On the morning of the third day I’d lost hope for the kind of reconciliation that for decades has mostly eluded the environmental and environmental justice communities. The fracture between affluent whites generally more focused on nonhuman nature and advocates for the working poor in their often perilous relationship to the environment has long precluded the kind of global coalition the climate change crisis calls for. This has led to a dispersal rather than an accumulation of political energy, a gap eagerly exploited by climate change denialists who are aligned with the very fossil fuel industries that wound the environment and place human communities at risk. Most importantly, the schism in fact runs contrary to the core ethos of both movements, which is a compassionate or even empathic gaze on the vulnerable other — nonhuman in one, human in the other. In his encyclical, Francis integrates human and non-human vulnerability in the figure of the “earth herself,” calling her the “most abandoned and maltreated of our poor.”
Not a moment too soon, the final keynote struck upon the third way that Laudato Si’ embodies, with food justice activist and scholar Raj Patel presenting a stirring vision of theory on the ground in famine-ravaged Malawi. An initial program to transform cash crops to staple ones was successful ecologically speaking (the “three sisters” model of cultivating squash, beans, and corn quickly rejuvenated degraded soils and reduced the need for pesticides), but it became obvious that gender relationships and the overall social fabric would have to be remade as well. The lesson is obvious: environmental best practices almost always align with social justice on the local level. Patel’s story of a community pulling back from the brink touched theologian, environmentalist, artist, and social activist alike. A moral imperative to help the other while respecting local knowledges. An ecological renewal that feeds people even as it heals the soil. And, for the artists, a hopeful story to tell.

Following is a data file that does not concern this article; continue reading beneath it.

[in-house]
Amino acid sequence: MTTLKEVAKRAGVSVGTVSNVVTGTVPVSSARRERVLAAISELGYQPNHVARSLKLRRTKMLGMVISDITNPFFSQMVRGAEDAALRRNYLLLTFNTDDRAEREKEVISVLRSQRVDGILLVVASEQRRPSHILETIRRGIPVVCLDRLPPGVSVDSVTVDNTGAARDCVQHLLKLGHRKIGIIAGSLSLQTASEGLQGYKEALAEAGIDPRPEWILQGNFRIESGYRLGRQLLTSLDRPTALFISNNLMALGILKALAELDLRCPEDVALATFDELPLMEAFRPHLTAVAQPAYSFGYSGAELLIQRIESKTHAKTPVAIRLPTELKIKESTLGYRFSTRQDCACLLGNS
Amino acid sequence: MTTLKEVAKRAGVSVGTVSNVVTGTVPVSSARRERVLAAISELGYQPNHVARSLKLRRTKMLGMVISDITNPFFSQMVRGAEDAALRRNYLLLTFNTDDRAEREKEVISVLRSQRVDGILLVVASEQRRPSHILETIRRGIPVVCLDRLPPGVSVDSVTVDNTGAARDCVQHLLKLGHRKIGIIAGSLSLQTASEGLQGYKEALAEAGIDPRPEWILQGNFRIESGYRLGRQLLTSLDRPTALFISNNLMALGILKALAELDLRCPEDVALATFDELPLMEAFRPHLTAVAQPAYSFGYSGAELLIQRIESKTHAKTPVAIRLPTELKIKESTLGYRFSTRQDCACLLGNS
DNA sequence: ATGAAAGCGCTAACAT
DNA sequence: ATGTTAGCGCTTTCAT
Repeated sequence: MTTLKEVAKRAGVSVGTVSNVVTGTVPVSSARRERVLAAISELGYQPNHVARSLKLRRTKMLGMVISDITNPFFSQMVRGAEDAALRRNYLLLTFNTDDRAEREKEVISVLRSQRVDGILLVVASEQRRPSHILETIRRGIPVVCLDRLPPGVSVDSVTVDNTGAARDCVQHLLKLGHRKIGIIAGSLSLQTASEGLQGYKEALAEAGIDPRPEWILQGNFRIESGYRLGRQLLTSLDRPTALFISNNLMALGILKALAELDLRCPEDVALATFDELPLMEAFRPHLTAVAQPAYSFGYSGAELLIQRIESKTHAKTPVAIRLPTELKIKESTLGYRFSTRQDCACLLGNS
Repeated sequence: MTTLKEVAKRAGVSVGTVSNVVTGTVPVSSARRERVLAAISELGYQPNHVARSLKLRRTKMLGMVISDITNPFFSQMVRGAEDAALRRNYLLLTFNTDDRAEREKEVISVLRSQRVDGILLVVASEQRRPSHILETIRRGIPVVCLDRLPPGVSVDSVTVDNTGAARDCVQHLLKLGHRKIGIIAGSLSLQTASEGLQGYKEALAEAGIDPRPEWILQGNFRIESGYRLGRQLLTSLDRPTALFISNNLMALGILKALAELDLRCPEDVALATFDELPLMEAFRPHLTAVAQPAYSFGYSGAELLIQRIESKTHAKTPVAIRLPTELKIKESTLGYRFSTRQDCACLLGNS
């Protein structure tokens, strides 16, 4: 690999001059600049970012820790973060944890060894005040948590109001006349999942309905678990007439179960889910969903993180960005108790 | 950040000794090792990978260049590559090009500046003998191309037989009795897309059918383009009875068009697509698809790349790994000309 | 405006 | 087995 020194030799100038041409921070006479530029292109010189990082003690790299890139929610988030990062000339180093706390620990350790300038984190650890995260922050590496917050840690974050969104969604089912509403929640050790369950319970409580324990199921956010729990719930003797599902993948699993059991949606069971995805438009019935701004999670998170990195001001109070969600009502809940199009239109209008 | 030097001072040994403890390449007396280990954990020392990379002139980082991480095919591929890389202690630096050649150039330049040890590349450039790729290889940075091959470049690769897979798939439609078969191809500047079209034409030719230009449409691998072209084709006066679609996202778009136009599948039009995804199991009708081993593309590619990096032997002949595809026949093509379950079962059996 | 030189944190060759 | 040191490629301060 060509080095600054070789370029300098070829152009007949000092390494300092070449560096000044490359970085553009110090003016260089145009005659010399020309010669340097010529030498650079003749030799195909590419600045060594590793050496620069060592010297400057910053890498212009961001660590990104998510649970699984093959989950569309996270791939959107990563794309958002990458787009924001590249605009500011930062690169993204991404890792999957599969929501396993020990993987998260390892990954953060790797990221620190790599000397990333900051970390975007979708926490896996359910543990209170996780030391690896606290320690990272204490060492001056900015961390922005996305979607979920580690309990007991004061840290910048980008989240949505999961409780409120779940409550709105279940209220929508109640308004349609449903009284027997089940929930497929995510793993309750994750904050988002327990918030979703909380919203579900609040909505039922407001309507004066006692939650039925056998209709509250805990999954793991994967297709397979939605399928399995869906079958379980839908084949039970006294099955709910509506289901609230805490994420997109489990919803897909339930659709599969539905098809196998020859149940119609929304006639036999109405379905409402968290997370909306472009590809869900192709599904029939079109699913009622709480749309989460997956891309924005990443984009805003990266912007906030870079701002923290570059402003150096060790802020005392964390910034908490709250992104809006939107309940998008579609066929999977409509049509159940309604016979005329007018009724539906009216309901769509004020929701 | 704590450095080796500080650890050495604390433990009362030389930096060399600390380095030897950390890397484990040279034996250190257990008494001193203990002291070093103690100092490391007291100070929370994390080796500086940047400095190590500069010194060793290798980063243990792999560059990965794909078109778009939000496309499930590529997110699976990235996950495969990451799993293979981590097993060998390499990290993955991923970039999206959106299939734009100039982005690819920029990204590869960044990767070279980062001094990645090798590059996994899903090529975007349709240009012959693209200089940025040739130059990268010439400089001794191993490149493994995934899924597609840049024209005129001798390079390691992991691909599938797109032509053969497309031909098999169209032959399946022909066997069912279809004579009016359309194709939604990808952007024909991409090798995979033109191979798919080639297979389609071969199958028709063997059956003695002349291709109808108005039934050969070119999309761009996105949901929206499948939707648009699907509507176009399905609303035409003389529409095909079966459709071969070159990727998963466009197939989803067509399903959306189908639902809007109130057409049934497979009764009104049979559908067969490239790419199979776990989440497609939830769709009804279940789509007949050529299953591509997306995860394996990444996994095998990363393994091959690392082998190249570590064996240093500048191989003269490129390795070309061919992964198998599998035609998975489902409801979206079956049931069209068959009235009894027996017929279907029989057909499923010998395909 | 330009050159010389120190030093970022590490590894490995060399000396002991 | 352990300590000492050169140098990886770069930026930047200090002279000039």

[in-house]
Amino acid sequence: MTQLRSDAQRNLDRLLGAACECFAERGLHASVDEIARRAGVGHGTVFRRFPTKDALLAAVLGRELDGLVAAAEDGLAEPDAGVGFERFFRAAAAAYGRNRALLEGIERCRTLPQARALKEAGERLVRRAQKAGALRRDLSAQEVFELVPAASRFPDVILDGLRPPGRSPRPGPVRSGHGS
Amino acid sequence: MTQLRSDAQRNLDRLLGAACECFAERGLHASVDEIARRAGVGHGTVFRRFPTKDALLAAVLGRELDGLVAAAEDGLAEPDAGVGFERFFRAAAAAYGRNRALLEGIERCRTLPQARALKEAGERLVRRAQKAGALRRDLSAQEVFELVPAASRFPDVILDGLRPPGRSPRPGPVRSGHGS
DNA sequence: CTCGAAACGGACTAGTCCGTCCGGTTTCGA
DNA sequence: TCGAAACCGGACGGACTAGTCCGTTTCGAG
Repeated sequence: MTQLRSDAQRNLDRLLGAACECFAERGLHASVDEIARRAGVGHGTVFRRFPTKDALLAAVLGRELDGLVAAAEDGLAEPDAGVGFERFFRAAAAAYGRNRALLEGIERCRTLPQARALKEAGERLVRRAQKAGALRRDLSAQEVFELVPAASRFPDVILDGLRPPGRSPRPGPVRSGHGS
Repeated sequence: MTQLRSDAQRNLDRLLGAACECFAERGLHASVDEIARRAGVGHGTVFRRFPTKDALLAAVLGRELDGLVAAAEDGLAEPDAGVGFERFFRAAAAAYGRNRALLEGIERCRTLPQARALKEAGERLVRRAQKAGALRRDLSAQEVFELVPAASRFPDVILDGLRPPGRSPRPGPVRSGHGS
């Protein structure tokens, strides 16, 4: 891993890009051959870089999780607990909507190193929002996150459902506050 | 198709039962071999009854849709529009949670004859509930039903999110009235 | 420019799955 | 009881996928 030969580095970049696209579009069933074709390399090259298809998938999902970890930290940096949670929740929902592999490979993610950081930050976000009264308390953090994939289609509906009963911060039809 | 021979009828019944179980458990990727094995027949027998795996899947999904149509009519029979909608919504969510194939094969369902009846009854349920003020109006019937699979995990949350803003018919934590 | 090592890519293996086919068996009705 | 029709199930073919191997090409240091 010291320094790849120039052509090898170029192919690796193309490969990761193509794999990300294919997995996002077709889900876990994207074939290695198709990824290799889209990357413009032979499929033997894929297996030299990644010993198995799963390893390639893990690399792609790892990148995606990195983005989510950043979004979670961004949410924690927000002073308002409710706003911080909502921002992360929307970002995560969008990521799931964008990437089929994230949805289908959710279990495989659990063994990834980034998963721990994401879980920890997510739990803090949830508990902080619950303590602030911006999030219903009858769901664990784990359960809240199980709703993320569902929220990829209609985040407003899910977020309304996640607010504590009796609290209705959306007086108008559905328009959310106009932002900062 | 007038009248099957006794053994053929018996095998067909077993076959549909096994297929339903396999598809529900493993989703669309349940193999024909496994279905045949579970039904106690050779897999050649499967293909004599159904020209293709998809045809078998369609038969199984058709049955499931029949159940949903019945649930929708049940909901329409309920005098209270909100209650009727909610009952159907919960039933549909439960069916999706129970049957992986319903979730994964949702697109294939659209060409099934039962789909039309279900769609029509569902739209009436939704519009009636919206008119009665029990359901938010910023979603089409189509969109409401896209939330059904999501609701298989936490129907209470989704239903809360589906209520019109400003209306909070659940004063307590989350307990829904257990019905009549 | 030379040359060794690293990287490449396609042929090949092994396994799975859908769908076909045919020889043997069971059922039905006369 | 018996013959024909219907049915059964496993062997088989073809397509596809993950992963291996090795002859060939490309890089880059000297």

On our final night together, Fr. John Chryssavgis, one of the conference organizers and an advisor to the ecumenical patriarch, confided that he’d just read an embargoed draft of Francis’s encyclical and was proud to see Bartholomew prominently cited in the opening pages. Laudato Si’, more than any other text on climate change to date, performs the daunting task of crafting a kind of unified field theory in which the spiritual is the material is the moral. It takes liberation theology’s “preferential option for the poor” and marries it to action on the environment, since pollution and climate change starkly take their greatest toll on the most vulnerable communities across the globe.
Our motley cohort arrived at Heybeliada without a shared language, a veritable Tower of Babel. Nor did we leave the island with our arguments completely settled. But maybe that unsettledness was precisely the place to begin — simultaneously within nature and apart from it, expressing both alienation and desire, no — love, a fierce love of language and the hollow in the forest it escapes from and wants to rejoin.
Rubén Martínez is Fletcher Jones Chair of Literature and Writing at Loyola Marymount University. He is the author of several books including, most recently, Desert America: Boom and Bust in the New Old West.